How to prevent and deal with mould.

10th April 2017

After the last few weeks of rain here in Sydney we have seen an increase in mould concerns from tenants. So we thought this article might be helpful for everyone trying to prevent or remove mould from his or her home.

What Causes Mould?

Moisture is a vital element in the development of mould. There are several ways in which moisture can enter the home and create a mould problem.

A leaky roof, broken pipes, or water from a flood can be external causes of moisture in the house. Mould grows very quickly and becomes a problem in areas that have been flooded – Hurricane Katrina, the Brisbane floods and the Japanese tsunami all saw serious mould issues emerge very rapidly once the flood waters had subsided.

However the most common cause of moisture is created within the building itself: through the overcrowding of rooms (people breathing and sweating creates moisture), air drying of clothes indoors, appliances such as stoves, washing machines and dishwashers with no exhaust systems and poor temperature control, leading to condensation on windows and walls.

When it’s 40 degrees outside and you set your thermostat to an icebox inside, if there’s a gap in the window or you open the door then hot, moist air will enter the home and condense on interior surfaces. This also happens if it’s very cold outside, but you inconsistently heat the inside of the house.

Mould needs organic matter – such as dust or dead skin cells – to thrive, so it’s important to keep up with regular vacuuming and dusting.

How to prevent mould.

Prevention is key when it comes to mould. Bathrooms are havens for the stuff! To keep it to a minimum, install a good exhaust fan and prevent moisture build-up on surfaces. Squeegee or towel-dry your tiles and floors immediately after showering, and make sure you clean up scum, which mould feeds on.

Once mould gets its grip on grout or silicone, getting rid of it is almost impossible. When mould grows, it develops hyphae, or roots, which grow into the grout or silicone. You can clean the surfaces of the grout or silicone, but not deep into it. In those cases you have to replace the silicone or re-grout your bathroom.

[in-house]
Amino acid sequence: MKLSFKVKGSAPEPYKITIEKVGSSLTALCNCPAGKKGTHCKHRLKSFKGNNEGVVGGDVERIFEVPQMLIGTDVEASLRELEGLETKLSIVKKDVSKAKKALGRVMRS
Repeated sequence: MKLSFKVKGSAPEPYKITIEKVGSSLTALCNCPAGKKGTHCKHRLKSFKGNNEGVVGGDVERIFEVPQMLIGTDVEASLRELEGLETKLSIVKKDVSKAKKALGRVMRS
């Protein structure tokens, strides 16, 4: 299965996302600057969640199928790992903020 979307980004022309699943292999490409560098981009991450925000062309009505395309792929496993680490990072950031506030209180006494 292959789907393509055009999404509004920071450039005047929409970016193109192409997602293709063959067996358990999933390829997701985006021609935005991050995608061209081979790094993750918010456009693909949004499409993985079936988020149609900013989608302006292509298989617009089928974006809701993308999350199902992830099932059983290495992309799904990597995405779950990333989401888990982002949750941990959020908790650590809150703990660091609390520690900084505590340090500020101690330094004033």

Building ventilation is vital in homes. Inadequate ventilation is one of the main reasons homes become vulnerable to mould growth. When the air stops moving, you can get a build-up of humidity and moisture in those areas.

Australians need to make informed heating and cooling choices to ensure mould doesn’t develop. Several experts we consulted warned against the use of un-flued gas heaters, which release moisture into the air, and can lead to problems – particularly because people trying to heat their home aren’t exactly going to open the windows to let the air flow!

Top tips for keeping your house mould-free

  • Keep the temperature in your home even. Try not to let one room get much warmer or colder than the next.
  • In winter, have small heaters spread throughout your home rather than one large heater in the centre.
  • Never use un-flued gas heaters because they can release water vapour into the air.
  • Always use the exhaust when you’re showering or cooking and open windows when possible.
  • Clean up mould as soon as you notice it. Don’t let it settle in.
  • Wipe up condensation on walls or windows whenever you notice it.
  • Keep blinds and curtains open during the day.


How to remove mould

  • The first step is to vacuum up the mould, but only if your vacuum is equipped with a good HEPA filter, otherwise you could be making the problem worse by spreading it around.
  • The second step is to remove the remaining mould. Our experts recommend using diluted vinegar (which causes mould to overeat and die) to clear surfaces of mould in the home.

How to use the diluted vinegar solution

  • Pour a concentration of 80% vinegar to 20% water into three buckets.
  • Grab a microfibre cloth, dip it into the first bucket, then use it for cleaning a patch of mould.
  • The same microfibre cloth should then be rinsed in the second bucket, then rinsed again in the third to ensure cross-contamination doesn’t occur.
  • Microfibre cloths, which reach deep into tiny crevices and have a slight electric charge, can be bought cheaply and washed on a hot cycle in the washing machine with vinegar up to 100 times.
  • Using vinegar may leave streaks on surfaces, so further clean-up of those areas may be required for cosmetic purposes. In this instance, bleach can be used to remove discolouration.